Our five favorite artifacts found inside Allied Optical Plan

The best part of dropping by Allied Optical Plan is seeing the novelties owner Jerry Steiner has on display — and discovering which ones he’s willing to part with.

In the past, we’ve left with antiquated political signs and bumper stickers, snacks featuring the images of hip-hop stars, do-rags and even a “Spiro Agnew for President” watch. There’s also some pretty cool Riverhead history on display at the store, which doubles as a museum and triples as a saloon.

In honor of the pending closure of Mr. Steiner’s store, we dusted off a few of our favorite Allied Optical Plan artifacts.


The Big Check

Riverhead Resorts stopped payment on a check it presented to the Riverhead Town Board after a close-up was published on the News-Review website in 2012. Mr. Steiner later hung a giant version of a different Riverhead Resorts check in his shop, along with a copy of the infamous News-Review photo.


Hotel Henry Perkins ashtray

Not everything Mr. Steiner collects is for a laugh. This ashtray from the iconic East Main Street building is actually a cool piece of Riverhead history.


A 4.5-pound can of tuna

Novelty food and beverages are among Mr. Steiner’s favorite collector’s items. He keeps a steady supply of low-quality beverages on hand that he’ll gladly pour for any customer. He also loves food that can make you laugh.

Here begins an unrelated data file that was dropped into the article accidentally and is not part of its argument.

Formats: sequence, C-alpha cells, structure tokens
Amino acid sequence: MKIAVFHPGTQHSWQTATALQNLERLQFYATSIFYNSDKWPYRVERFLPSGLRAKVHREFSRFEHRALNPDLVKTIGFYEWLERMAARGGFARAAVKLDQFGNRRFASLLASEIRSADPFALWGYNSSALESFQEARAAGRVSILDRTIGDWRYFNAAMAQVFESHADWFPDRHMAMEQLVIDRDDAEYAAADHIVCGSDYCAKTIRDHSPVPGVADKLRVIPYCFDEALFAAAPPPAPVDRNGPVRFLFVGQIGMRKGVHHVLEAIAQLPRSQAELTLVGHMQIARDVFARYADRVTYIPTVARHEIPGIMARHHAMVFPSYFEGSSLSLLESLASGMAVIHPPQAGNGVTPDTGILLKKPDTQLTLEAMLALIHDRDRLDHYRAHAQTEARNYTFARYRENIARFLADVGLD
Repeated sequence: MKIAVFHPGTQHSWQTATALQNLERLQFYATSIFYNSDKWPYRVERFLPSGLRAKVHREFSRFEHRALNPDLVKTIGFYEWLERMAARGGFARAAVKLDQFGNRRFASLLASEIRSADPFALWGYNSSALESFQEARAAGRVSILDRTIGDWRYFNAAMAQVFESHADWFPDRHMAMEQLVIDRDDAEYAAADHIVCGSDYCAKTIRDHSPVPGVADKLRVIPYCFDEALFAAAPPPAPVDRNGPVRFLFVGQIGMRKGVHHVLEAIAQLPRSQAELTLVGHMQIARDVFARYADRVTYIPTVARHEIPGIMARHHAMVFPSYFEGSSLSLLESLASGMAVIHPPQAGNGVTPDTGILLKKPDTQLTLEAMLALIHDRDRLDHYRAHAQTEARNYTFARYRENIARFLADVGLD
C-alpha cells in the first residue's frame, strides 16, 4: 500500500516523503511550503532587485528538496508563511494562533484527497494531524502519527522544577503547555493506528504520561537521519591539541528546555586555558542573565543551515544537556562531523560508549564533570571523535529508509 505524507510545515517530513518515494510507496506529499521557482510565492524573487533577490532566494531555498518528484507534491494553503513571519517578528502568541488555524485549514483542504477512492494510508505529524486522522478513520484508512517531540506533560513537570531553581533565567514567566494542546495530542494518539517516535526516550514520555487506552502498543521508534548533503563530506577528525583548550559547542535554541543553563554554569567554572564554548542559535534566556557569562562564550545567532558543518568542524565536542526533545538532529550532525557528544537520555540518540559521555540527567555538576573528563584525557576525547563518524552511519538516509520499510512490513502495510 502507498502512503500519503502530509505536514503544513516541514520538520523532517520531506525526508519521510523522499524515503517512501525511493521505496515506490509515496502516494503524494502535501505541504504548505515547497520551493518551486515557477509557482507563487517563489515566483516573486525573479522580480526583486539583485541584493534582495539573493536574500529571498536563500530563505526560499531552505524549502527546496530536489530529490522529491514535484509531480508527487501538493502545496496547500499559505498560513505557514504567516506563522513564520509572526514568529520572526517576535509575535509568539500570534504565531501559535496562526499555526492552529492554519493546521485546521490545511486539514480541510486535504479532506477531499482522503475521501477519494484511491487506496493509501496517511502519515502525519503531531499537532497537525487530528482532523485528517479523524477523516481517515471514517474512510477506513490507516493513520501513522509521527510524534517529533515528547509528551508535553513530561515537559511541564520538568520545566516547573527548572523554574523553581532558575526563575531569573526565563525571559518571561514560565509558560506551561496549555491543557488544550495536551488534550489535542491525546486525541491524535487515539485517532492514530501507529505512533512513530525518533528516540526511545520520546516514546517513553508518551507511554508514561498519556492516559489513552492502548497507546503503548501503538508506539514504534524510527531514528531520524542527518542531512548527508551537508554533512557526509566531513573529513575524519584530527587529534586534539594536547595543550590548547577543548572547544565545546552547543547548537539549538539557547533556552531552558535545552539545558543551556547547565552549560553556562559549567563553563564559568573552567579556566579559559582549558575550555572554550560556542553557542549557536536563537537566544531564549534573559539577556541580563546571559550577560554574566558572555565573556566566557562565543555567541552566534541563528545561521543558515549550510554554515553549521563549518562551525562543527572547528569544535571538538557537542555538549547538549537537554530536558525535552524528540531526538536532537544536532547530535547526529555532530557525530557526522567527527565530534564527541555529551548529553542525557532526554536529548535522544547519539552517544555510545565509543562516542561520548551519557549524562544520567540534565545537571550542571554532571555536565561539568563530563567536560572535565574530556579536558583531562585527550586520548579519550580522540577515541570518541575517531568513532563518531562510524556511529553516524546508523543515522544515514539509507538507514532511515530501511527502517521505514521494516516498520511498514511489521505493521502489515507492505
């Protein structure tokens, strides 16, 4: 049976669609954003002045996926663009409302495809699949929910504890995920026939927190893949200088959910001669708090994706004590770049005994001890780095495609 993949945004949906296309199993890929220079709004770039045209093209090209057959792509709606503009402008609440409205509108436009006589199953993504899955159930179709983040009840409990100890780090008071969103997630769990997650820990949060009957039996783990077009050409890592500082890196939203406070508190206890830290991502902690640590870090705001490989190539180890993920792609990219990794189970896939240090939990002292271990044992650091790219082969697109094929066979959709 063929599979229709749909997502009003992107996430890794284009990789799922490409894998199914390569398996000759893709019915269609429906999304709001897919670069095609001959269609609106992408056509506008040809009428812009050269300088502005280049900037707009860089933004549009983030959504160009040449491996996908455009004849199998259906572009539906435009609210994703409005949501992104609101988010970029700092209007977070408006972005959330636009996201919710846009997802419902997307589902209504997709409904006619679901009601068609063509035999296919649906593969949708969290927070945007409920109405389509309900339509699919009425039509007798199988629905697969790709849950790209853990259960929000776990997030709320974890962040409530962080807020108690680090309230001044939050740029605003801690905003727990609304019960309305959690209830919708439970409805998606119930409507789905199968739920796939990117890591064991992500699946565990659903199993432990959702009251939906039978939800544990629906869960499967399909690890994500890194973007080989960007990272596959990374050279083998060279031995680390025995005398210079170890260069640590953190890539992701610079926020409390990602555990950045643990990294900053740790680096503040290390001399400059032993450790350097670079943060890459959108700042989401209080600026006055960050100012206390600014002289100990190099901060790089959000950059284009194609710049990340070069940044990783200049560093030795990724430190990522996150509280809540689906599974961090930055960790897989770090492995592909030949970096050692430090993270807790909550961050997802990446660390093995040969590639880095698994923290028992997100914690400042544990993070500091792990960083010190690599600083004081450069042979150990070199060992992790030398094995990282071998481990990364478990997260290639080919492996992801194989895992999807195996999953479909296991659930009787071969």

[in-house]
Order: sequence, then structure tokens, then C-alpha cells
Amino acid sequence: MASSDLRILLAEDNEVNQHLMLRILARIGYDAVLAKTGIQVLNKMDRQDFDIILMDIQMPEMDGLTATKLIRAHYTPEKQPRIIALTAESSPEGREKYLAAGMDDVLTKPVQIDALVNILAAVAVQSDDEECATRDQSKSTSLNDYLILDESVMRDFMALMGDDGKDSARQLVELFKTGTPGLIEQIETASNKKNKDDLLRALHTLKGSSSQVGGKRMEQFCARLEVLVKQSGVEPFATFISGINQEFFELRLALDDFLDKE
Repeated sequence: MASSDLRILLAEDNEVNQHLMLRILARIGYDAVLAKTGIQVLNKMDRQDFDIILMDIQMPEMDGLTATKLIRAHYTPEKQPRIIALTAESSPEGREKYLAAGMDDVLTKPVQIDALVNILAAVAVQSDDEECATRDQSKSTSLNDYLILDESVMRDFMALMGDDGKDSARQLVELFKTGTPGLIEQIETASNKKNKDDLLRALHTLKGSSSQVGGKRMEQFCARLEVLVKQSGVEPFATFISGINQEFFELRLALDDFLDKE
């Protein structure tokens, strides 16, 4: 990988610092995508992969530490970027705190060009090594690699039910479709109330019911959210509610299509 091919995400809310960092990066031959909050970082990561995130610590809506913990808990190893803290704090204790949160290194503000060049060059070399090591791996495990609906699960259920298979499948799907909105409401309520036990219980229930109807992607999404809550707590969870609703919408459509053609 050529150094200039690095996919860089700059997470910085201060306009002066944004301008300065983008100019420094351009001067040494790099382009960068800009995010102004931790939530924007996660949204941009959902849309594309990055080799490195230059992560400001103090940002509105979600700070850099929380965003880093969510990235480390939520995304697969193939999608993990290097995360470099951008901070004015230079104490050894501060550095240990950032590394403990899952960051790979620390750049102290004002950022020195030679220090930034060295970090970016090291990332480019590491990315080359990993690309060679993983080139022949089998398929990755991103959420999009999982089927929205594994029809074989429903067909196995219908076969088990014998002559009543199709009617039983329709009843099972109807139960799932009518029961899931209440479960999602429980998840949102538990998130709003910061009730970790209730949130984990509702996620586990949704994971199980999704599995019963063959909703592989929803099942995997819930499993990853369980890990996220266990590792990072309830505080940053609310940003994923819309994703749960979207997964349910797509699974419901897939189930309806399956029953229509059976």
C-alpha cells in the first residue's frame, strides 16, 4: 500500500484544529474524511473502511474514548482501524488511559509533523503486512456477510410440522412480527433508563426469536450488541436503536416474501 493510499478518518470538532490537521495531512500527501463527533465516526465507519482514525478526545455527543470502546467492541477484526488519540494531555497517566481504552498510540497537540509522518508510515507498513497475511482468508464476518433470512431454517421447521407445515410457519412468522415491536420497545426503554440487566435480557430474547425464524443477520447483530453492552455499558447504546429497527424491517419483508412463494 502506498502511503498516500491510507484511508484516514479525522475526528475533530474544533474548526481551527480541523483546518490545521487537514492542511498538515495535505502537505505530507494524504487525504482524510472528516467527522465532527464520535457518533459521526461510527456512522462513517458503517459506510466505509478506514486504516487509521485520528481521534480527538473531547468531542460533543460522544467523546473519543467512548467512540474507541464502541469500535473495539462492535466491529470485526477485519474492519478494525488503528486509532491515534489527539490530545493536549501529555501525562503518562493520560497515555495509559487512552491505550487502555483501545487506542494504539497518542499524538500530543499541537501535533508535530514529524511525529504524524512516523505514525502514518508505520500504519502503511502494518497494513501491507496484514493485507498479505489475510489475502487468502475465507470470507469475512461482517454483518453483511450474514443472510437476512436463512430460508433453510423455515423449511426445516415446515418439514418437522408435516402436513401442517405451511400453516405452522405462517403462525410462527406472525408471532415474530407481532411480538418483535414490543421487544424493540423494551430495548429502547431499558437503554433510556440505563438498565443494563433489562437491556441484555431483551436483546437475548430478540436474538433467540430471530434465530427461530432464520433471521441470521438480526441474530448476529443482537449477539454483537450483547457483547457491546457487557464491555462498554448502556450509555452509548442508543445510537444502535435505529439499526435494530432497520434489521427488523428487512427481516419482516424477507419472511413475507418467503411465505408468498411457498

This 4.5-pound can of tuna has sat on reporter Tim Gannon’s desk for several months.


Goldsmith Maid & American Girl

Mr. Steiner said many people ask him about this painting, which hangs on the north wall of his store. They want to know where horses were ever raced in Riverhead.

“The track was actually around what’s now Pulaski Street School,” he said. “Everyone likes that one.”


Esposito for Supervisor

Mike Esposito, who for many years operated Esposito’s restaurant on Flanders Road, and previously on West Main Street, ran for Riverhead Town supervisor in 1983 on the Democratic and Better Riverhead lines. Up until 1981, he’d been a Republican.

Mr. Esposito lost the race to then-incumbent Republican Joe Janoski by a count of 5,371 to 1,673, according to the Nov. 10, 1983, issue of the News-Review.

Mr. Steiner recently said the News-Review could have the campaign sign.

“I have a ton of them,” he said.

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